A Generational Problem–Childhood Obesity In America
As a woman of a certain age I remember being very active, no I didn’t say athletic. I was never very good at sports, but again I was active. In fact all the children of my generation were. As the first lady of the United States of America has noticed, our children are over weight. The one thing that she misses is that if we look at the parents of the children we will probably see they are over weight also.
Back in the day children played outside with the kids in the neighborhood. They walked to the neighbor’s house, played pickup softball, stickball and such. There was no cell phone to call their friend, no Skype. You walked to the corner store and to school.
Our eating habits have changed because of convenience. My mother always cooked breakfast, and very seldom if ever did she ask my siblings and I what we wanted. My mother was a consumer science major so she was into nutrition, but all of the other mother’s on my street cooked breakfast also. There were no snack bars, very little sugary cereals, no sugary drink for breakfast, oatmeal was cooked on the stove not in the microwave. Now today our breakfast is eaten in the car on the go. It can be held in one hand and is never made fresh. Sugar is added to almost every product including the bottle water that most children drink. So when our children and/or grandchildren want breakfast we give them what they are familiar with—we ask them what they would like to eat. We watch as they eat bowl after bowl of sugary cereal often adding more sugar to the mixture. In fact most of them are eating on the average of 2 to 3 servings at one sitting.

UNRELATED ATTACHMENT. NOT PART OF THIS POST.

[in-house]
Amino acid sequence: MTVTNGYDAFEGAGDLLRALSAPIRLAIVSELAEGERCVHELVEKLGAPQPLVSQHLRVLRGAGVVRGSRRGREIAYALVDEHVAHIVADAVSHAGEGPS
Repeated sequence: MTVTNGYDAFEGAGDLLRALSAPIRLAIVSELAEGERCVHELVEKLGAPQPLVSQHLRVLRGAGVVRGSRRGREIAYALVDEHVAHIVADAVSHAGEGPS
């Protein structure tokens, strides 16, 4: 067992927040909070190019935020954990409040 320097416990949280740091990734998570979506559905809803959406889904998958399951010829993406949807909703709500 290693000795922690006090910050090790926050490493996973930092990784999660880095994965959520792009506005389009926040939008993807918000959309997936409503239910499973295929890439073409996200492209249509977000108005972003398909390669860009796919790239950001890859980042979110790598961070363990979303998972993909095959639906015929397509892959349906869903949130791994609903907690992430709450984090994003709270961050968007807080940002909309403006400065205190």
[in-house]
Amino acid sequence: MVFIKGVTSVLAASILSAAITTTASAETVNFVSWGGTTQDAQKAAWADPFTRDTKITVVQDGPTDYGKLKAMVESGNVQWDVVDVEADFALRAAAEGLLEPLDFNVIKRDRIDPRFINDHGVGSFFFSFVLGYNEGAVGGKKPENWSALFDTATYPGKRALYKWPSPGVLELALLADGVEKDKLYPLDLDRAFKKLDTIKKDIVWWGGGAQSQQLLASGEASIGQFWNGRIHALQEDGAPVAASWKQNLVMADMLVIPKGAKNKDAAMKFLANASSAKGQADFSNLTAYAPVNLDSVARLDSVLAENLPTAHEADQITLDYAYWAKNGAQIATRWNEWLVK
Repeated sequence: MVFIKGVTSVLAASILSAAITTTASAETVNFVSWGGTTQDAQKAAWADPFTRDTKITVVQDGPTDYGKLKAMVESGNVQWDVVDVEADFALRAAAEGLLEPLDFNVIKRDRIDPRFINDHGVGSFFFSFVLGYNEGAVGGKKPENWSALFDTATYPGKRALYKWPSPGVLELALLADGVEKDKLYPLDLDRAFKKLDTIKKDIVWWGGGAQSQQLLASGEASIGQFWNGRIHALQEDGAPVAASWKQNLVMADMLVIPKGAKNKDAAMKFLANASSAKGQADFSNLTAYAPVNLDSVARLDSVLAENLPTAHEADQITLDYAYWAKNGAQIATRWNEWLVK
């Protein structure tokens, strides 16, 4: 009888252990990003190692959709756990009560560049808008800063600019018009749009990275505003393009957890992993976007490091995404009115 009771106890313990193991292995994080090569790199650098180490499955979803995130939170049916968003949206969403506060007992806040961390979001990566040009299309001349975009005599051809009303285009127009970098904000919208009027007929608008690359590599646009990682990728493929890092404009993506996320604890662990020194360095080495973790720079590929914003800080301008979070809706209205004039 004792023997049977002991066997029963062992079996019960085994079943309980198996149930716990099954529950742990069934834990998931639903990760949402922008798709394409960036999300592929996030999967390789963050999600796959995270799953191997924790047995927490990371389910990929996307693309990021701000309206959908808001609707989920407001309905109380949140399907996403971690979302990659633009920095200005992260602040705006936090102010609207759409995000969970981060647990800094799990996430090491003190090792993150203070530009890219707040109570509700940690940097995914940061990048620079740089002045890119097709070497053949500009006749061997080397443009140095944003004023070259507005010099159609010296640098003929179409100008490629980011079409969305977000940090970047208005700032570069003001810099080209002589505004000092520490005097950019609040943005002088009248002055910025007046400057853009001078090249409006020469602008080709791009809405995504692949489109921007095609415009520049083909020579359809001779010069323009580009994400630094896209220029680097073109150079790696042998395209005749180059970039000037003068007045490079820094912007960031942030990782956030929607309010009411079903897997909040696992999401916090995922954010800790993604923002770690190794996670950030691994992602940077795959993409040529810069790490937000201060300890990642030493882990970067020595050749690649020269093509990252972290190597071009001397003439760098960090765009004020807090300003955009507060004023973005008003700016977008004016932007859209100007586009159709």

The media tells us we as a nation are drinking less soda than in the past, BUT it fails to tell us that we are drinking more energy drinks, coffee beverages and other concoctions that are full of sugar or high fructose syrup.
We all say that we microwave and/or buy fash food because we don’t have the time to cook, but is that the reason or are we just dare I say “lazy”. Remember when you learned to read, you practiced while your mother cooked dinner. There was no such thing as a “snack”, candy was a treat, and soda was never with a meal.
There was basically no such thing as a personal trainer to get you in shape. There was no need. You walked to your friends home, you walked to school—even if you rode the bus, you still had a distance to walk, and if it were raining, you ran. As a child you walked to the corner store or rode your bike. Sometimes you even put your younger sibling on the back and rode with them. You ran up and down hills. But playing has changed, we’ve gone from pickup games, to play dates to Skyping your play date. We’ve gone from never going in the house, to never leaving the house. Remember when a can of soda was considered two servings, and now it’s one serving.
Things have changed, but we as parents and grandparents can assist in eliminating this problem of obesity. There can be wholesome meals prepared in less than 30 minutes, and you can purchase wholesome meals for the price of 5 hamburgers, fries and soft drinks. There can be after dinner family walks, Saturday morning walks around the track at the local school. There are free workout videos on cable television. As the adult in the house we can monitor what foods come into the house.
The are consequences of childhood obesity are many. There is heart disease, diabetes, high blood pressure and much more. The emotional toll is sometimes harder for children than the health issues.
To find out more about how to fight childhood obesity talk with your family physician or your local branch of the American Heart Association.
Remember “thisisyourbestyear”. Make it as healthy as possible.